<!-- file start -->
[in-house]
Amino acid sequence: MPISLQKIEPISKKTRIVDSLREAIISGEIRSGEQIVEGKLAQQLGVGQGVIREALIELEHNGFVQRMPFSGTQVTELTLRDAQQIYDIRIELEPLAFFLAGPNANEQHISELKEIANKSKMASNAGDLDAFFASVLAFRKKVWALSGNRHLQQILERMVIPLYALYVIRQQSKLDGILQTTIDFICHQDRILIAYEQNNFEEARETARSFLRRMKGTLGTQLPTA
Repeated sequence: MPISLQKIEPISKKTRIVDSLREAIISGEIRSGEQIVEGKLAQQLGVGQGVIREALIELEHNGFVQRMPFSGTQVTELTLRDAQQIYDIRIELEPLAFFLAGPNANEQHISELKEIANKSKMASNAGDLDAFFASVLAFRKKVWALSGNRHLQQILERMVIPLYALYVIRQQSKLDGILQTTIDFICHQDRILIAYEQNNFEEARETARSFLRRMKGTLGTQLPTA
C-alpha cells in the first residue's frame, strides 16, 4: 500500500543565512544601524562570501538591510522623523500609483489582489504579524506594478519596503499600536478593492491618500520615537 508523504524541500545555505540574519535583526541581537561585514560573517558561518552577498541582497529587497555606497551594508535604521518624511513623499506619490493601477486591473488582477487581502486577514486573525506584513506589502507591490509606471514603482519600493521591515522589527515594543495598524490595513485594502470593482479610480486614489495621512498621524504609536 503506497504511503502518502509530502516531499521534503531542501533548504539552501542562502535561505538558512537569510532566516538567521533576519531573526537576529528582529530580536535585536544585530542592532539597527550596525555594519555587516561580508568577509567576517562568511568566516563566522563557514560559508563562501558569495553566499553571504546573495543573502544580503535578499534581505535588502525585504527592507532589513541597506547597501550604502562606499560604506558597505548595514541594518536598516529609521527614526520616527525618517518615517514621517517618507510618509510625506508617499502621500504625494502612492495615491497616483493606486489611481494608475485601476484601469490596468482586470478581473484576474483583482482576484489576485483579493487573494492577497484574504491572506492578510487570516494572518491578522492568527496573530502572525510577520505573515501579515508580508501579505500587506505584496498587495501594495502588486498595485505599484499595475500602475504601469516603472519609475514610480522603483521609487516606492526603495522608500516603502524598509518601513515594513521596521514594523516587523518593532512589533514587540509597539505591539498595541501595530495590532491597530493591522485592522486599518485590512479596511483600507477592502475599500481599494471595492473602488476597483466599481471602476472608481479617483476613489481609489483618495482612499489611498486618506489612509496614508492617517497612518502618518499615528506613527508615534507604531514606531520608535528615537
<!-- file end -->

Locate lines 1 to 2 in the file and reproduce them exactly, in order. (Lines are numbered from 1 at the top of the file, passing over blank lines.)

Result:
[in-house]
Amino acid sequence: MPISLQKIEPISKKTRIVDSLREAIISGEIRSGEQIVEGKLAQQLGVGQGVIREALIELEHNGFVQRMPFSGTQVTELTLRDAQQIYDIRIELEPLAFFLAGPNANEQHISELKEIANKSKMASNAGDLDAFFASVLAFRKKVWALSGNRHLQQILERMVIPLYALYVIRQQSKLDGILQTTIDFICHQDRILIAYEQNNFEEARETARSFLRRMKGTLGTQLPTA